Monday, November 14, 2005

Tag 2

Well, it will certainly be interesting to think about the top ten influences in my life outside of God and family (thanks to the wife). In no particular order.

Fr. George Konstantopoulos whose patience and guidance helped me come to Holy Cross.

Dr. Matthias Scheutz. A brilliant man, extremely dedicated to his craft, with whom I had the following approximate conversation.

Me: "Matthias, I'm not sure I'd want to work as much as you do." [he works probably 65 hour weeks - more around conference deadlines, 50 weeks a year]
He: "I said the same thing when I was in your position about my advisor. But then I adjusted here and there..."

I realized right there how easy it is to slip, little by little into things you would not consider doing if that change had to occur in one step. He was okay with the change, but I did not want to become okay with it. That was one of the deciding moments in my journey away from the world of academia.

Nicolae Decianu, my junior high math teacher, who knew how to approach me and talk to me at a time when I was feeling rather stressed. He also pushed too hard at times, but - maybe also because of that - he makes the list.

Dr. Nelson Passos, on whose door I knocked regularly at 7:00am during the 1998 World Cup, with whom I started doing research (and it was fun), with whom I shared a very enlightening car ride from Wichita Falls to Notre Dame for a conference, and who told me once during a conversation we had about life that "When you think you need to see a shrink, you've been in America too long."

Prof. Richard Simpson, who loves computers, but also loves many other things (I remember orchids, genealogy, philosophy, history) and who also took the time to talk with me when, in undergrad, away from family and putting way too much pressure on myself to do well, I started feeling the stress.

Daniel Stowe, whose dedication to music turned a bunch of seventy rowdy male college students into a very good choir that could, on any given night, turn in a breathtaking performance. I still listen to the few live mp3s that I have of some of our songs and I find myself wondering: Did we really do that?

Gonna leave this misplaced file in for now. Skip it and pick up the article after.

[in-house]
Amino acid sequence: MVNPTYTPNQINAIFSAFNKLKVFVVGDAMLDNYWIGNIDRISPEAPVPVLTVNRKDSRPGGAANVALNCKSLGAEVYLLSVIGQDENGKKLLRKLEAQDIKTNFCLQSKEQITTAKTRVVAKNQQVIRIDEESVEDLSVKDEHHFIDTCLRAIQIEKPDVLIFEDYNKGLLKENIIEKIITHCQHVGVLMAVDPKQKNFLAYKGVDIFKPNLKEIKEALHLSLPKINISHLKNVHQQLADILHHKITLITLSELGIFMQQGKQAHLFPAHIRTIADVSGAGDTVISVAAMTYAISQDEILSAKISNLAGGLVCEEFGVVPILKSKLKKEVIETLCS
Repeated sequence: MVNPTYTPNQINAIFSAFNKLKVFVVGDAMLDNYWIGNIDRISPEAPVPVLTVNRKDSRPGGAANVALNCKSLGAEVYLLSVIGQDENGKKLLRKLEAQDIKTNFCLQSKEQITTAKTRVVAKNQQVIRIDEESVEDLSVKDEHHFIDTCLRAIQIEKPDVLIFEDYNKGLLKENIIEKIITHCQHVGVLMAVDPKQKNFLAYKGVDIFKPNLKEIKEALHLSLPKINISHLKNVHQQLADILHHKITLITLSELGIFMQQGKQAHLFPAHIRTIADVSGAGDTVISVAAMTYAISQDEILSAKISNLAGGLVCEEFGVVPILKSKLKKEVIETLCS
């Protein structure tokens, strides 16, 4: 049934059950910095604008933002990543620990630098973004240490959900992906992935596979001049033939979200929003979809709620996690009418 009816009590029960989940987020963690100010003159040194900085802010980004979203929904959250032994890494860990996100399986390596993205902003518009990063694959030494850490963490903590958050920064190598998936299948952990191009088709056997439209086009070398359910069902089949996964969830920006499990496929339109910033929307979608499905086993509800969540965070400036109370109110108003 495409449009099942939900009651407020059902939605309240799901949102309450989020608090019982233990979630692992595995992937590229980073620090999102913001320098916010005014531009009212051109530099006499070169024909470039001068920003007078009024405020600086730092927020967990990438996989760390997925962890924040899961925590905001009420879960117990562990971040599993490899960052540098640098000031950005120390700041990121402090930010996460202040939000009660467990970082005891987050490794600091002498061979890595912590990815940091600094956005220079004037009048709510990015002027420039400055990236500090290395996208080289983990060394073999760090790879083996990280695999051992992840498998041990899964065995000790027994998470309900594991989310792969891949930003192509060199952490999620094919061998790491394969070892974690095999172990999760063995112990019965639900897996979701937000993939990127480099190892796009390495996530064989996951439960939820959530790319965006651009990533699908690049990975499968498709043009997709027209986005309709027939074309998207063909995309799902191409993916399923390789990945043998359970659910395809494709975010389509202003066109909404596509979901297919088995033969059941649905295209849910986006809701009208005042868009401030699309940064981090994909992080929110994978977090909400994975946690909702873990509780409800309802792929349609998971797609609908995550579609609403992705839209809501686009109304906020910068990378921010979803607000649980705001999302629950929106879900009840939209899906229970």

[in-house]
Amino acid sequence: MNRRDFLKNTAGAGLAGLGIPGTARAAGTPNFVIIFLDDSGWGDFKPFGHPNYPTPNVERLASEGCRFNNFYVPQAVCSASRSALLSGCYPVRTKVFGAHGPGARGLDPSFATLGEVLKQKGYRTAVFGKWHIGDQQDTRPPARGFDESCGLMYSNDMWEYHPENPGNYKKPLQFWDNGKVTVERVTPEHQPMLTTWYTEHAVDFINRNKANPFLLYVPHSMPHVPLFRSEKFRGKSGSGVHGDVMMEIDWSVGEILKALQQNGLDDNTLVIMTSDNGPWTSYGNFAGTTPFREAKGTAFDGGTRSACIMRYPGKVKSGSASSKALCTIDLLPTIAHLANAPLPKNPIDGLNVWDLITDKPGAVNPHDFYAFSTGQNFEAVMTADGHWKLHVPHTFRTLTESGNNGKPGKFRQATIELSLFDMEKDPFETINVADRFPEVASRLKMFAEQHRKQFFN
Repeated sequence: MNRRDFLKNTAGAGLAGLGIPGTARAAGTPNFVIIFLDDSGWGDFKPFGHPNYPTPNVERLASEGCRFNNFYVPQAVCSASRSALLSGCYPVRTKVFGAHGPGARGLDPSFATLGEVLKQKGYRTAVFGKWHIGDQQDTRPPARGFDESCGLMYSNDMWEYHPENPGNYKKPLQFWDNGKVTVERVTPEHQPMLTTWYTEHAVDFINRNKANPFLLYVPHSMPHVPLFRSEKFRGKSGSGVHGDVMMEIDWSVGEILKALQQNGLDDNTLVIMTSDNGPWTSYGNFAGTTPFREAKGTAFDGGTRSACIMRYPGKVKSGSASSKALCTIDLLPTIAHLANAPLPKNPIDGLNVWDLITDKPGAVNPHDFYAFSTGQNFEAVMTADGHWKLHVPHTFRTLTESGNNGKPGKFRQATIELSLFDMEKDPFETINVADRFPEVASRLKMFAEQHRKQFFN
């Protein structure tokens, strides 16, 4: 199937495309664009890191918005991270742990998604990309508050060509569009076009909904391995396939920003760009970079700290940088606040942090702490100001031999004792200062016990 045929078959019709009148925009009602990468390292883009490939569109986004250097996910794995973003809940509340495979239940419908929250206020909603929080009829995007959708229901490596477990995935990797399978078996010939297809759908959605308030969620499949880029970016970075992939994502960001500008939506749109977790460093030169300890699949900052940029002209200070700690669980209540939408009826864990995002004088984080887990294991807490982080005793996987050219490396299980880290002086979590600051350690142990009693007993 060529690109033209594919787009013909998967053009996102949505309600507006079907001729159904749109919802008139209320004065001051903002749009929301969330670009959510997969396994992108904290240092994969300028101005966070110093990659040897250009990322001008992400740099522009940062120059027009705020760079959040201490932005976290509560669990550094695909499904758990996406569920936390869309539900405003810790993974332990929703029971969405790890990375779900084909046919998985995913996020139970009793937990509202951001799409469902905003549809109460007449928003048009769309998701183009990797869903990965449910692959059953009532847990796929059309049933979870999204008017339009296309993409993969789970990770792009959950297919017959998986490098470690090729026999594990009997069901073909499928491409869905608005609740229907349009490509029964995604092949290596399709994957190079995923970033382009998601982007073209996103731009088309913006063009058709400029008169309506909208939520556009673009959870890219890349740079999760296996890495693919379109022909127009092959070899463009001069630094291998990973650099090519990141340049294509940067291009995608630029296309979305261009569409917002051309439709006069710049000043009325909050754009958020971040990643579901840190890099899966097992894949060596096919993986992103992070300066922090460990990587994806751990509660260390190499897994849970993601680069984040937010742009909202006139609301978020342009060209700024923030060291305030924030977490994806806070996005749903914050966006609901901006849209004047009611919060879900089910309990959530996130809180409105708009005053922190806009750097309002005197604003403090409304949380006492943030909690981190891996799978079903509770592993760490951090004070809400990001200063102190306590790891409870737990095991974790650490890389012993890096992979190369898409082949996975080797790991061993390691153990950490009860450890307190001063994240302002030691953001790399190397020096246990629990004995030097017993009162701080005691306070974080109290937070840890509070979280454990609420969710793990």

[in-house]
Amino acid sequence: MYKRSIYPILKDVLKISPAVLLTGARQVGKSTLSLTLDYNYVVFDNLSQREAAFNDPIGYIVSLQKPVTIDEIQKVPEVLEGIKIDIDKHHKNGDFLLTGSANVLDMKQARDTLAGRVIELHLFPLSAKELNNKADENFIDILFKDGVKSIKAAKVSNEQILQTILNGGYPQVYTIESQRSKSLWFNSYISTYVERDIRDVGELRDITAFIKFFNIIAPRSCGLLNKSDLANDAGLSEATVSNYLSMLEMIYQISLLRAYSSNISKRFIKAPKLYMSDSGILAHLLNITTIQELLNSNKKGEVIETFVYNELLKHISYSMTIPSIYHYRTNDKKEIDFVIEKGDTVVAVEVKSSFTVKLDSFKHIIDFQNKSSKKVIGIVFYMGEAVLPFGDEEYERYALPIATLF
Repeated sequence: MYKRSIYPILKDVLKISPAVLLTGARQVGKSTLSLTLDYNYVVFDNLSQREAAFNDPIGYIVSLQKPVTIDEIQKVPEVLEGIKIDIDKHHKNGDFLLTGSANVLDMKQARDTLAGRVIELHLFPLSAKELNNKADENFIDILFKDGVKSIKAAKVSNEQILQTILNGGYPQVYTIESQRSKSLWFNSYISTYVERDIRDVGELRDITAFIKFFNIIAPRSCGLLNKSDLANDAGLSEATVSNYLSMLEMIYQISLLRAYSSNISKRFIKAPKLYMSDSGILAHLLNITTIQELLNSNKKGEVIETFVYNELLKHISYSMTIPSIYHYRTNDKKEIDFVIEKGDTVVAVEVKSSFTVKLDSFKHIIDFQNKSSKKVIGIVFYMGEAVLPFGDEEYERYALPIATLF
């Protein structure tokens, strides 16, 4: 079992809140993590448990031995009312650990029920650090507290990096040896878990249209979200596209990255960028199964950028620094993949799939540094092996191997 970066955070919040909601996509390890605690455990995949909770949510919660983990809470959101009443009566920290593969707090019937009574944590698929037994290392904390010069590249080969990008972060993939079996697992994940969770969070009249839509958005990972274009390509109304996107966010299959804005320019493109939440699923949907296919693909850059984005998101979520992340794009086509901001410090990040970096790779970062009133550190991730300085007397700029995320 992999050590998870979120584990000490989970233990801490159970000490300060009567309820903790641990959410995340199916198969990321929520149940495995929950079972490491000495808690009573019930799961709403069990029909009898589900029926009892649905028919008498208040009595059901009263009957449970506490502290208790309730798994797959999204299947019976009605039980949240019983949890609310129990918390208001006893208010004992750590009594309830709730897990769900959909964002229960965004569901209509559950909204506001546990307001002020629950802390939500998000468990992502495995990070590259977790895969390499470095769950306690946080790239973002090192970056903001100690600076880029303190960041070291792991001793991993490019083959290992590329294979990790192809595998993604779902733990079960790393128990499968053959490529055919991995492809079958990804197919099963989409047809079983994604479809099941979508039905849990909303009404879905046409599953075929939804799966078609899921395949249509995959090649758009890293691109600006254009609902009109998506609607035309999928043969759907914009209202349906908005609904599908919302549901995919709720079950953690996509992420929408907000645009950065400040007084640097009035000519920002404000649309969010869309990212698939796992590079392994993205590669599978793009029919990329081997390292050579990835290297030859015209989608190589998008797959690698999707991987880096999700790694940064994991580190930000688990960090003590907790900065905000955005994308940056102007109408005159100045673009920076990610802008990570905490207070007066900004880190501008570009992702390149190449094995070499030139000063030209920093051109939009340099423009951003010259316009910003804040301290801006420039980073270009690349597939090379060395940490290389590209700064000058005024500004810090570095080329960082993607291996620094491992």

Pompiliu Aurica, my first basketball coach. He had a way with children and he believed in me when others didn't.

Elena Costea, my elementary school teacher, who had the patience with an unruly kid and who gave me the chance to explore the talent I had at mathematics.

Fr. Teodor Bita, who taught me a very important lesson about the Eucharist and with whom I took my first steps in Byzantine chant.

The Horescus, whom I almost feel like cheating by including here, because they have always treated me like a son.

I am probably forgetting some people, but I reserve the right to modify this at a later time

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Blogger magda said...

Two things:
Dan Stowe: So hot! (It's a requisite comment; his hotness is documented. Who else can conduct a 70-voice ensemble and look like the Cat in the Hat in a tuxedo?)

The Horescus: Yeah, that's cheating. They're definitely family. At least they will speak Romanian to me.

—your crazy wife

10:27 PM  
Anonymous Anonymous said...

The very blog you are writing is itself a ministry and an important one at that. If only more Orthodox priests and their wives would do the same as time allows, imagine the impact it would have upon the lives of not only parishoners but also the world that visits online. Perhaps the Orthodox Patriarch should consider encouraging priests and their wives to do as you and your wife do and create their own blogs as a window to Orthodox life and, by extension, participate in "e-vangelism" online.

8:44 AM  

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